Then it started. Looking upstream I noticed a red paddle sticking straight up from the middle of the rapid like a flag. I saw one of "my boys" being helped from the water onto an island and the boat he borrowed from me float by. The kid was bruised and scared. He had run this top section several times before but not at this level. It was pushy. The raft was now out of sight. Have fun Krystal!

John Wolfe decided we had to try to retrieve the paddle. It was in a spot nobody could seem to knock it loose (a warning perhaps to stay away from that spot). John in his usual way decided to attempt to lasso the paddle with a throw rope while I got the kid off the island and onto the road. I didn't see it and I don't believe it, but John got the paddle. On our way back to the water we found the canoe paddle that was lost in the morning. We knew somebody that was going to be very happy!

Now the kid was walking down the road, worrying how bad I was going to kick his butt for losing my boat (with no flotation). John threw the kid his paddle and in the process knocked out his own contact lens onto his cheek. Luckily, John eddied out and was able to reinstall it. This all happened before the upper shuttle put in. I brought the canoe paddle up to the road for the kid to carry down with him. He was hobbling along with bloody knees and a worried look on his face. He must have thought it was butt kicking time.

I had been wondering what rock my boat was stuck under, and if I would ever see it again. Just then James (who had recovered my boat) brought it to the road. I asked the kid if he was going to finish the run because it was a long carry to the bottom, especially with two sore knees. He preferred walking. Not going to get back on the water. With the help of a hiker they started their trek with the boat, kayak paddle and canoe paddle. Pretty good load for an eleven year old. We paddled on. Nobody was on the river, the mess was cleaned up, and it was time to enjoy. I would have liked to see the ride that Krystal had. I saw her at the take out and she was thinking maybe I should buy a raft! She had a great time. That evening several of us had the opportunity to run the Ball Mountain Brook. This is the one you cross on Rte. 100 in Jamaica. Nice little creek. No carnage, just pure fun.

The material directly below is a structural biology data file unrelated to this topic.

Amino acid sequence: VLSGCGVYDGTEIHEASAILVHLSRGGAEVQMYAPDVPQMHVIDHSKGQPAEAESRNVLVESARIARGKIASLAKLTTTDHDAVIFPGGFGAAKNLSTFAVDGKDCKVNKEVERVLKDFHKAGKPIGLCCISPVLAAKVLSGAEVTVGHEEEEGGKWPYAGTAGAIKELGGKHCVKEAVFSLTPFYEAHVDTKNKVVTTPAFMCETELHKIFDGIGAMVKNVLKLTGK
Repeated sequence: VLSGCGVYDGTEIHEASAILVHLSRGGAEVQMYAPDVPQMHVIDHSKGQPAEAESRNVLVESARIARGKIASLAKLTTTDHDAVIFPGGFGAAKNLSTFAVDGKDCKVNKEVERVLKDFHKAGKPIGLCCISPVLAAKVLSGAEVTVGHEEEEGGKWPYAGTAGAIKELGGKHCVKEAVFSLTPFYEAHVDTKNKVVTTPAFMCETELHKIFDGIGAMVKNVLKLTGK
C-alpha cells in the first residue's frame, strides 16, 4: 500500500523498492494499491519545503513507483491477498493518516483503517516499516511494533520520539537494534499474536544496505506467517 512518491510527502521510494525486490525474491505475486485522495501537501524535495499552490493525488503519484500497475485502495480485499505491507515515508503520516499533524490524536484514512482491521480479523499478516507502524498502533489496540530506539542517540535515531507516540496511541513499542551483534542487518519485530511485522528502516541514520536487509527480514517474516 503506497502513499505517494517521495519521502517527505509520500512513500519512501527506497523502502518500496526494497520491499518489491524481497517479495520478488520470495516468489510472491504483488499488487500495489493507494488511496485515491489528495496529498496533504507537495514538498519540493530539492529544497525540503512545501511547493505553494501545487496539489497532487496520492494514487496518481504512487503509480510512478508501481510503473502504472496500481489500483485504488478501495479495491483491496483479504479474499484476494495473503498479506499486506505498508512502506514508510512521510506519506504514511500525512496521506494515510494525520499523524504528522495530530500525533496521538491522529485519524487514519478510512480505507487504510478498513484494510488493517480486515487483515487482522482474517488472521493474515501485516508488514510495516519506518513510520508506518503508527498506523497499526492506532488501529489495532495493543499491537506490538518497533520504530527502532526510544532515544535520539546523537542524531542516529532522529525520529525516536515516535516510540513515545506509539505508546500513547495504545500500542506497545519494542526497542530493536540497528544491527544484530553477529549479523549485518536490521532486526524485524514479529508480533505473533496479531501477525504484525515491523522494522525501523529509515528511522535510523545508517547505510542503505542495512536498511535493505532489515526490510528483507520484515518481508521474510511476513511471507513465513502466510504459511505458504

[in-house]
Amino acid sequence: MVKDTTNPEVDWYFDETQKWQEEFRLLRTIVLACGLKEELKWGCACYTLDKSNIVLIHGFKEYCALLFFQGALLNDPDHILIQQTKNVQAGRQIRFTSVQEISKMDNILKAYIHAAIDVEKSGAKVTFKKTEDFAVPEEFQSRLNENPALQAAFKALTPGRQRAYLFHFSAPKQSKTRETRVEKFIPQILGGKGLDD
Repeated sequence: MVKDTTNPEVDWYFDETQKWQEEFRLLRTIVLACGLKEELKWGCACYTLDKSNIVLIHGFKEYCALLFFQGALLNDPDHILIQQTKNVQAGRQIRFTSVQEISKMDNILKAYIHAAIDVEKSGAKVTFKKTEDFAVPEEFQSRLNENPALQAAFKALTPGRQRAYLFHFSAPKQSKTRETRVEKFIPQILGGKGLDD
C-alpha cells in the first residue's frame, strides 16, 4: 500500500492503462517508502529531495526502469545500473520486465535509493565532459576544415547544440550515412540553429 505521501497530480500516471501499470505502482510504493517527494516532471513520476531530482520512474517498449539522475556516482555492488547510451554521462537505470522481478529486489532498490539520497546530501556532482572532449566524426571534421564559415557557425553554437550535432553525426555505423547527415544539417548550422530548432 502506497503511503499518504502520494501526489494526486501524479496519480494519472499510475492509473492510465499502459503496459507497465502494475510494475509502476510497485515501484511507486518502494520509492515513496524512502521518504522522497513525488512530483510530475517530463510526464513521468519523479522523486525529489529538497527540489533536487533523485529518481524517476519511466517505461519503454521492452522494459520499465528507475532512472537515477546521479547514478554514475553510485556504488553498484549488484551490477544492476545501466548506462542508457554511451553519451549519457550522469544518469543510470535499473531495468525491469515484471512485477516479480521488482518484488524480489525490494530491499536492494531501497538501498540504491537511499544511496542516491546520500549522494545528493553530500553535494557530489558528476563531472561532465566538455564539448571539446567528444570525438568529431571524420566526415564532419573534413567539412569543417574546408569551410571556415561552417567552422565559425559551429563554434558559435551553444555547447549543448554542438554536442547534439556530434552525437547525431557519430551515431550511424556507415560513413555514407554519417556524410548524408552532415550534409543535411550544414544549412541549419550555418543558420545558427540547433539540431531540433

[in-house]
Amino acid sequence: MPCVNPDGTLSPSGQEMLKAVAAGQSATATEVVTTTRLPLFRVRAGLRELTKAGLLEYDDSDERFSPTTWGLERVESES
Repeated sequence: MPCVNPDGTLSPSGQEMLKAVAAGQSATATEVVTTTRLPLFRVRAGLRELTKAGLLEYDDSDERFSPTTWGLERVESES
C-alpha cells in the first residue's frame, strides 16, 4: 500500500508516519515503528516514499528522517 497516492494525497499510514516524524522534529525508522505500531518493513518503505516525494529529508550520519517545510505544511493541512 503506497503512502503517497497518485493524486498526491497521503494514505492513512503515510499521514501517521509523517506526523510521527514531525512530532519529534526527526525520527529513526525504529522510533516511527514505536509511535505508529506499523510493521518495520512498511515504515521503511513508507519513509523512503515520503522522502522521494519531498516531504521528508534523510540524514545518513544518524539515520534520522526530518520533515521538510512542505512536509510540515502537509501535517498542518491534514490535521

-- Bob Marshall

Browns & Lamoille Rivers: Sunday April 29

Leader: Mark Willett
Participants: (K1): six; (OC1): three; (OC2): one
Water: medium low

This year we finally broke the foul weather jinx that has plagued the Browns-Lamoille trip for several years. The morning was brisk, but by the 1:00 start time the sky was clear, the temperature comfortable. The Browns River was running just high enough to avoid scratching, and well below the heavy push of the previous week. The turnout was excellent, six kayaks, three solo canoes and a tandem canoe. The Browns River put-in is in Westford, just south of town, about 1/4 mile above the washed out dam which is just below the bridge behind the store. The dam is a difficult Class III when the river is high, the river right passage is the preferred route. When the river is low the preferred route is to carry around, which we all did.

The Browns River runs several miles before reaching the Lamoille. The current runs fast and fun for short stretches, slow and lazy for others. There are two distinct ledges to negotiate. Some of the less experienced decided to line through. The group divided into two after the second ledge, allowing some of the faster boaters to move ahead. At the Lamoille the water level was at a low spring level, quick but easily managed. The entire trip ran just over four hours. No swimmers, plenty of sunshine, and a great day on the rivers.
-- Mark Willett

Kennebago River (ME): Sunday April 29

Leader: Paul Plumer/Tony Shaw
Participants: (K1): John, Greg, Joe, Rodney, Megan O'Reilly; (OC1): Paul Plumer, Kyle, Tony Shaw; (C1): John; (Inflatable): Morell with Eric Bishop (cataraft)
Weather: Chilly, calm, lots of sunshine
Water: riverside = 650 cfs (high)

This trip was an unexpected and unequivocal pleasure! I had been corresponding by email in mid-April with Paul Plumer (president of the Penobscot Paddle and Chowder Society) about organizational issues germane to our two club when we got to talking about our favorite places to paddle. Paul said his favorite river in Maine was the Kennebago, and (by the way) would anyone from VPC like to join the PPCS on "the K" April 29. Undeterred by the long drive and chilly forecast, I teamed up with Eric and Megan to head east Saturday afternoon.

Eric was fighting a virus or strep, so he did not join Megan and me for a 90 minute low water paddle on the upper Saco (NH) Saturday as the sun set. I swam in the last rapid, in water which I SWEAR was below 32 degrees! Not even a spicy plate of nachos or my chicken quesadilla in North Conway could warm me back up!